Wednesday, March 16. 2011
While creating job opportunities has been a major U.S. goal for the past few years, a new study has found that being unemployed may be better for an individual's mental health than having a job they hate.
While researchers have traditionally assumed that being employed makes a person feel more fulfilled and needed, that is not always the case. Having a demanding, poorly paying job can sink people into a heavier depression than if they remained unemployed, according to researchers from the Australian National University in Canberra.
Scientists analyzed a mental health survey of 7,000 unemployed adults, and rated them based on factors such as depression, anxiety and positive well-being. Unemployed people had an average mental-health score of 68.5, compared to the 75.1 that employed people had. While researchers found that those unemployed people who obtained good jobs saw their scores rise by 3.3 points, those who took a bad job experienced a 5.6-point drop below average, lower than if they would have remained unemployed.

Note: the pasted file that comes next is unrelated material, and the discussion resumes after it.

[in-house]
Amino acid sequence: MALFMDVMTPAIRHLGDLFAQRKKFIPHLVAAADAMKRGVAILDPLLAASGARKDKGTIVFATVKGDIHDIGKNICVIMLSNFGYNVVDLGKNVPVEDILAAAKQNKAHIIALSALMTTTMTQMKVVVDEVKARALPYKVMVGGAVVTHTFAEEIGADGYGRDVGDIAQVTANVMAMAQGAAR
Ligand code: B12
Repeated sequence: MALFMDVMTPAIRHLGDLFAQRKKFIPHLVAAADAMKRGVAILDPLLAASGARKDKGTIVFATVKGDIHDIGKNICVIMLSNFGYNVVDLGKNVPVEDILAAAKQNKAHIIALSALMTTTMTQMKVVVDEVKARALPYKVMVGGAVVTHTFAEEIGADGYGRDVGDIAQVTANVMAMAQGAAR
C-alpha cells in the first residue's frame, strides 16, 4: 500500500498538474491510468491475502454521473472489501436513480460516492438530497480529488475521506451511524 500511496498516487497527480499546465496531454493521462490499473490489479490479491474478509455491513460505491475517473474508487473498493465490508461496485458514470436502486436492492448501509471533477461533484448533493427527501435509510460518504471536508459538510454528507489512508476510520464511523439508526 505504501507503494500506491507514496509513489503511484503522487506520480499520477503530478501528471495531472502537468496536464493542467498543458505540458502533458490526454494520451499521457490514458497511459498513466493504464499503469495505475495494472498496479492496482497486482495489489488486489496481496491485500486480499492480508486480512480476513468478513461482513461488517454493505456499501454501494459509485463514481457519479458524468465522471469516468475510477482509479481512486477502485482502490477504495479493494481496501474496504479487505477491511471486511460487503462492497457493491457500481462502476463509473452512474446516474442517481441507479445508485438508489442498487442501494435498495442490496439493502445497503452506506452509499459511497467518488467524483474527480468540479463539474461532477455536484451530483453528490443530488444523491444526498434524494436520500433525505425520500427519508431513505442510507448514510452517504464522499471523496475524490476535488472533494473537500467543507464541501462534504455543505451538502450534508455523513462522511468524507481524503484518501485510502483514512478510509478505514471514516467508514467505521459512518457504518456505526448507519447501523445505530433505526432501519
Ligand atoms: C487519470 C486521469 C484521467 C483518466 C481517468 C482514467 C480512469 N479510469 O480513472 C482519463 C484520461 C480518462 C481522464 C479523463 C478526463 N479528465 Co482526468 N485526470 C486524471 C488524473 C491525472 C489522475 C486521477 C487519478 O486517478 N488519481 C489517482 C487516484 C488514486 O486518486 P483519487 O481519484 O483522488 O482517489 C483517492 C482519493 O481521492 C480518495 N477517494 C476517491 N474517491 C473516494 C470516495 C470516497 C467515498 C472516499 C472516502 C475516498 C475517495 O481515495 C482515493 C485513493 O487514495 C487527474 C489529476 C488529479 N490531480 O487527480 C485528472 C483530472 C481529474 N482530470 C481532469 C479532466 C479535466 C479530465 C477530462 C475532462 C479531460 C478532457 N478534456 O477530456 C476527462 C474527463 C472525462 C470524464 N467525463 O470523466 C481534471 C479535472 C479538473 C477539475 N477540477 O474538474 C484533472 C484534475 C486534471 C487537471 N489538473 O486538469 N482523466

A person who stays at a job they dislike may even experience problems that can boost their health insurance rates. The American Institute of Stress reports that 25 percent of Americans believe their job is the number one stressor in their lives, a condition that can lead to increased hypertension, insomnia and depression.
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